In the construction according to
The input device in the form of a manual programmer 2, also to the extent that it acts as a viewing device 1.1, can also be provided in a different construction, e.g. a different input device and a different viewing device can be provided and in particular the latter was described in this connection hereinbefore.
The black arrow V in
In order to facilitate the drawing up, adaptation or testing of robot programs, the workpiece 8 to be machined can be visualized in computer-generated manner in association with the image of a real robot 7. The simulated component 8′ then forms the reference during the drawing up, adaptation and testing of the robot program. The use of a simulated component 8′ can also be advantageous if the real component 8 is bulky or hinders the free movement of the user 4 in the plant (
The tool or workpiece can be measured by manipulating the reference coordinate system. The sequence is similar to the manipulation of targets of path movements, as described relative to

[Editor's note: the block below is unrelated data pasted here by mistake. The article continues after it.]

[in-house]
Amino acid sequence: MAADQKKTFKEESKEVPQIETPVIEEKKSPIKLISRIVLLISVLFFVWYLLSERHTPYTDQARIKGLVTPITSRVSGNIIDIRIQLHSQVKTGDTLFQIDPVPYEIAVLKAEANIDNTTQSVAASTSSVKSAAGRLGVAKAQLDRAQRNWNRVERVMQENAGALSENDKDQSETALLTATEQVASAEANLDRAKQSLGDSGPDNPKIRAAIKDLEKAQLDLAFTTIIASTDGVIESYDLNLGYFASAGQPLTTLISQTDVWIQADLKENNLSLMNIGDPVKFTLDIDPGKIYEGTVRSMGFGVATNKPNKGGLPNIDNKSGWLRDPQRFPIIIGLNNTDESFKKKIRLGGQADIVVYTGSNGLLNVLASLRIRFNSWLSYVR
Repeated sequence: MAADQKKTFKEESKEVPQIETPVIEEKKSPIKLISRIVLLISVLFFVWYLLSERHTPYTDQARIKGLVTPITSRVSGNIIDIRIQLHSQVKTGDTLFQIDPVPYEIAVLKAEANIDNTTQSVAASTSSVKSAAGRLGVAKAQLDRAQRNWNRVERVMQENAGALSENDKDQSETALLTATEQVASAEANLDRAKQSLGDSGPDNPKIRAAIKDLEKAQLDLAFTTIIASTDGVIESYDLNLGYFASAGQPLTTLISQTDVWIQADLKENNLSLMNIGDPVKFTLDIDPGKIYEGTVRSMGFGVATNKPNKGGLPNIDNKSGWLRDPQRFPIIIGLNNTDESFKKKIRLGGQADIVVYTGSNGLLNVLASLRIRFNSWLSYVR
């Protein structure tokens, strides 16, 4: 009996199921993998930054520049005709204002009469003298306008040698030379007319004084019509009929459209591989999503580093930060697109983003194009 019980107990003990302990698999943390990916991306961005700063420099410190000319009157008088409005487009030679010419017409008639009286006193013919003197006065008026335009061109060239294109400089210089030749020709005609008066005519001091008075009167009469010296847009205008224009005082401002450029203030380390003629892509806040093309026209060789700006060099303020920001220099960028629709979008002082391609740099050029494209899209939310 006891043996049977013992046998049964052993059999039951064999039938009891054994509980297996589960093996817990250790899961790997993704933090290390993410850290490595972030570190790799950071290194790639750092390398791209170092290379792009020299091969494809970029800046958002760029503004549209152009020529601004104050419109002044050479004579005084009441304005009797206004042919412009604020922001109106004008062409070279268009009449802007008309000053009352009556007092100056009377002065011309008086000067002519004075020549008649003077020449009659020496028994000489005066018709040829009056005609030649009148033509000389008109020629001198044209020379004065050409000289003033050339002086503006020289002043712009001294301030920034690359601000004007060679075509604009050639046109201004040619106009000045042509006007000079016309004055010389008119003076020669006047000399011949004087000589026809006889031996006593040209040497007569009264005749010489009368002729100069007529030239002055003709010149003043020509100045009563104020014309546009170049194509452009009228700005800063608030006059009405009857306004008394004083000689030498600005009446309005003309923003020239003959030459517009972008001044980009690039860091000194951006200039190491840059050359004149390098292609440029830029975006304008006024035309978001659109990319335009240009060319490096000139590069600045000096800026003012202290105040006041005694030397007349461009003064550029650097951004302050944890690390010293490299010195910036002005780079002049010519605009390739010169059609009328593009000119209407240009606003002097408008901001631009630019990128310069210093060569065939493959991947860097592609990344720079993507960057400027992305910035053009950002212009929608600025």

If a robot path is to be programmed or modified and no real workpiece is available, according to the invention in place of this it is possible to operate with an augmented workpiece. A user teaches the points by manual movement of the robot on the augmented workpiece and not on the real workpiece. In the same way as when a workpiece is present, it is also possible to augment absent plant components in order to e.g. fix the robot path in such a way that following installation of the plant components no collisions occur. The manual movement of the robot in a space into which are faded (almost) only augmented objects is simpler, because there is no need to take account of robot collisions with real objects and the user can move unhindered in space. The augmented objects are here of a static nature.
If no real workpiece is present the visualization of the workpiece by AR can possibly provide valuable additional information to the user as to which movement instructions of the robot belong to a specific machining process (in that possibly very complex robot paths are visualized, so that a survey is difficult).